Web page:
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Correction published on 20 April 2018, see Pathogens 2018, 7(2), 45.
Open AccessArticle

Persistence of Norovirus GII Genome in Drinking Water and Wastewater at Different Temperatures

Department of Health Security, Expert Microbiology Unit, National Institute for Health and Welfare, P.O. Box 95, FI-70701 Kuopio, Finland
Author to whom correspondence should be addressed.
Pathogens 2017, 6(4), 48;
Received: 15 September 2017 / Revised: 6 October 2017 / Accepted: 7 October 2017 / Published: 11 October 2017
Human norovirus (NoV) causes waterborne outbreaks worldwide suggesting their ability to persist and survive for extended periods in the environment. The objective of this study was to determine the persistence of the NoV GII genome in drinking water and wastewater at three different temperatures (3 °C, 21 °C, and 36 °C). The persistence of two NoV GII inoculums (extracted from stool) and an indigenous NoV GII were studied. The samples were collected for up to one year from drinking water and for up to 140 days from wastewater. Molecular methods (RT-qPCR) were used to assess the decay of the NoV genome. Decay rate coefficients were determined from the fitted decay curves using log-linear and/or non-linear model equations. Results showed significant differences in the decay kinetics of NoV genome between the temperatures, matrices, and virus strains. The persistence of NoV was higher in drinking water compared to wastewater, and the cold temperature assisted persistence at both matrices. Differences between the persistence of NoV strains were also evident and, particularly, indigenous NoVs persisted better than spiked NoVs in wastewater. The decay constants obtained in this study can be utilized to assess the fate of the NoV genome in different water environments. View Full-Text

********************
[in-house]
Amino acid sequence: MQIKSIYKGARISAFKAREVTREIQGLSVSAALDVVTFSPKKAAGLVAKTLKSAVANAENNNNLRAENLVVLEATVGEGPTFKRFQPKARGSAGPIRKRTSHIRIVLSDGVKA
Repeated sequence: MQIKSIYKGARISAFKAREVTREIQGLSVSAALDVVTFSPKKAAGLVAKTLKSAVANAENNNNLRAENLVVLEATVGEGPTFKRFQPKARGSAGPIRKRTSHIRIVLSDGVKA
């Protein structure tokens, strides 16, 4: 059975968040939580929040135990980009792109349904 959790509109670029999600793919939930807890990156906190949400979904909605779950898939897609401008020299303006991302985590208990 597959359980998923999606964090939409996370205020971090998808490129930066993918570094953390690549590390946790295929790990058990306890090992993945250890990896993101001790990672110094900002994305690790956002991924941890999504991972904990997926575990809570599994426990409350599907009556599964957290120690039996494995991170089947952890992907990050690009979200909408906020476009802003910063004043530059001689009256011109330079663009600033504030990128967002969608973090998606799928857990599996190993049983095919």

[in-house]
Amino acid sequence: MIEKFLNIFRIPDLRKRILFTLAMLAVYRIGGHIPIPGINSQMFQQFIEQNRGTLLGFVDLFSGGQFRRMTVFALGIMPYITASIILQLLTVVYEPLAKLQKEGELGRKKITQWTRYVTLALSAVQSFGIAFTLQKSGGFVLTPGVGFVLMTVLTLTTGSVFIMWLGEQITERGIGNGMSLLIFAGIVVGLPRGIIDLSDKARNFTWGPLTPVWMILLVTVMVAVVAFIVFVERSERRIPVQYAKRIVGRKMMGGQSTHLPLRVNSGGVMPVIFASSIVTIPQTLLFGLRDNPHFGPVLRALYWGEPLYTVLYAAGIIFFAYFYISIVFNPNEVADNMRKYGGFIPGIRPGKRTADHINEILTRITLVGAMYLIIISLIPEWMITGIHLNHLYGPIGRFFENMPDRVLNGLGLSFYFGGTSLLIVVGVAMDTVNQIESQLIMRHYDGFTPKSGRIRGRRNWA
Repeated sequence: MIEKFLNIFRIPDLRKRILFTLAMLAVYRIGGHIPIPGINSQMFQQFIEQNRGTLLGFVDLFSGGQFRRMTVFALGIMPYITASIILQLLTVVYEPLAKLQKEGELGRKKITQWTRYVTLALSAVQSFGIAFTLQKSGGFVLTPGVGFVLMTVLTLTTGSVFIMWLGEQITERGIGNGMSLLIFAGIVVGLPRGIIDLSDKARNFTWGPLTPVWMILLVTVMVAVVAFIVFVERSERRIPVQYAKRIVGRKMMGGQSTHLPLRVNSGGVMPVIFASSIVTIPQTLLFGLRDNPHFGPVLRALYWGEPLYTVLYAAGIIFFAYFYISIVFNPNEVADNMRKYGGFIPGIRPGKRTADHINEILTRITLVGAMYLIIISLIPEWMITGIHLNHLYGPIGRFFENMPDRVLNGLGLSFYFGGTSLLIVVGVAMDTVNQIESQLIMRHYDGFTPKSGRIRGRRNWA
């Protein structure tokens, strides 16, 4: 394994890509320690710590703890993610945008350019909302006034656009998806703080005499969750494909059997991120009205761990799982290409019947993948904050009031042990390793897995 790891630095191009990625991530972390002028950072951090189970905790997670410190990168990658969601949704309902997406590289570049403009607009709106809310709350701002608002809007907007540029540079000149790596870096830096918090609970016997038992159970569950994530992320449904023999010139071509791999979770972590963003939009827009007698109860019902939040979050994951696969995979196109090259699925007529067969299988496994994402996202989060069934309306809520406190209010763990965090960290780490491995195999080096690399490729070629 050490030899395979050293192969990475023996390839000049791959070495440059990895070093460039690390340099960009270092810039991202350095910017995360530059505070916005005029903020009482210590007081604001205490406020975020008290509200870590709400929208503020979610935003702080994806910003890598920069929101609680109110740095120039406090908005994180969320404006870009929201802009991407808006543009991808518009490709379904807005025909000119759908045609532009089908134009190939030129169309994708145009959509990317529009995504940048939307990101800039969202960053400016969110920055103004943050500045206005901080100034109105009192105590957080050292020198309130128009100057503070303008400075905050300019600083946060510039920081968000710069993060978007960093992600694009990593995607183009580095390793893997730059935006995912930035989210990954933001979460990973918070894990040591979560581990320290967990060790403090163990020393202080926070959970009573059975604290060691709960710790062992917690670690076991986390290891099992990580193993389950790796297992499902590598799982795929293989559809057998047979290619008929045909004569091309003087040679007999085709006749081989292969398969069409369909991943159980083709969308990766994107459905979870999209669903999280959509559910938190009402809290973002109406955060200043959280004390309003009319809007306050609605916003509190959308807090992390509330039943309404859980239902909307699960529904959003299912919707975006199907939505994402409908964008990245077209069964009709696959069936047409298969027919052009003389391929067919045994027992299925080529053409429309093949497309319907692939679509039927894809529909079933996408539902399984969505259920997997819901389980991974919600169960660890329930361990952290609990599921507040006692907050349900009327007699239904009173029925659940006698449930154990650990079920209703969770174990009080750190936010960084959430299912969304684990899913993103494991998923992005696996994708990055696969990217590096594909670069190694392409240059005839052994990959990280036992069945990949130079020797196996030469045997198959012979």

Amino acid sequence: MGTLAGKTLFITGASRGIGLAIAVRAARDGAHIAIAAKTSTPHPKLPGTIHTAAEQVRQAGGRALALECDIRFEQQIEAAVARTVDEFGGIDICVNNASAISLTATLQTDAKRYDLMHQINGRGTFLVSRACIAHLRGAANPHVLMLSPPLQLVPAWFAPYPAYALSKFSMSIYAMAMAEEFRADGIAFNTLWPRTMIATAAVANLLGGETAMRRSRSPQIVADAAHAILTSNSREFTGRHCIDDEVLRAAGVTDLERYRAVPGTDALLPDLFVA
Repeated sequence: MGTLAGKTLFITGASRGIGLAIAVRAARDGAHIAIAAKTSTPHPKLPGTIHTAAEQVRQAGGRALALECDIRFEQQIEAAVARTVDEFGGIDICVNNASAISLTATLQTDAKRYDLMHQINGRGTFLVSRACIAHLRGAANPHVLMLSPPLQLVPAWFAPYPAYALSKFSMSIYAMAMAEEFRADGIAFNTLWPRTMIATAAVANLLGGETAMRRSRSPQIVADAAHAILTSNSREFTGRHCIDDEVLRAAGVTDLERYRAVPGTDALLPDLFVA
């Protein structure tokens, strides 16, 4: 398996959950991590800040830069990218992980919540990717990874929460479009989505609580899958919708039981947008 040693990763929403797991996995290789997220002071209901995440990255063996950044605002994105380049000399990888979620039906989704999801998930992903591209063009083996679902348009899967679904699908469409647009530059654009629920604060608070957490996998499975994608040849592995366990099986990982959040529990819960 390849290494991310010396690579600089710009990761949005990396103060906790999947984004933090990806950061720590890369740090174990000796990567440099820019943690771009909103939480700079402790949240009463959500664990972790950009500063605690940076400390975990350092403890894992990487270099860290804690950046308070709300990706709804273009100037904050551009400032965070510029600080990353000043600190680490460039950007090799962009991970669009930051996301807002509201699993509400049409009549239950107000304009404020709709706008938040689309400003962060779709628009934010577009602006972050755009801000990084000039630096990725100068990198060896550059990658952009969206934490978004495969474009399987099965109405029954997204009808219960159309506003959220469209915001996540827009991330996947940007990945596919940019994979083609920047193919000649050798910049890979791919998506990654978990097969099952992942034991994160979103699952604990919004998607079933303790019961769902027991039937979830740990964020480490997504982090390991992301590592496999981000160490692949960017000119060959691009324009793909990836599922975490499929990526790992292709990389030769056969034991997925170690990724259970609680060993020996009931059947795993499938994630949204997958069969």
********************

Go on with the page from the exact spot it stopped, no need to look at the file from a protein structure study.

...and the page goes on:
Keywords: drinking water; wastewater; microbial contamination; norovirus; persistence drinking water; wastewater; microbial contamination; norovirus; persistence
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Kauppinen, A.; Miettinen, I.T. Persistence of Norovirus GII Genome in Drinking Water and Wastewater at Different Temperatures. Pathogens 2017, 6, 48.

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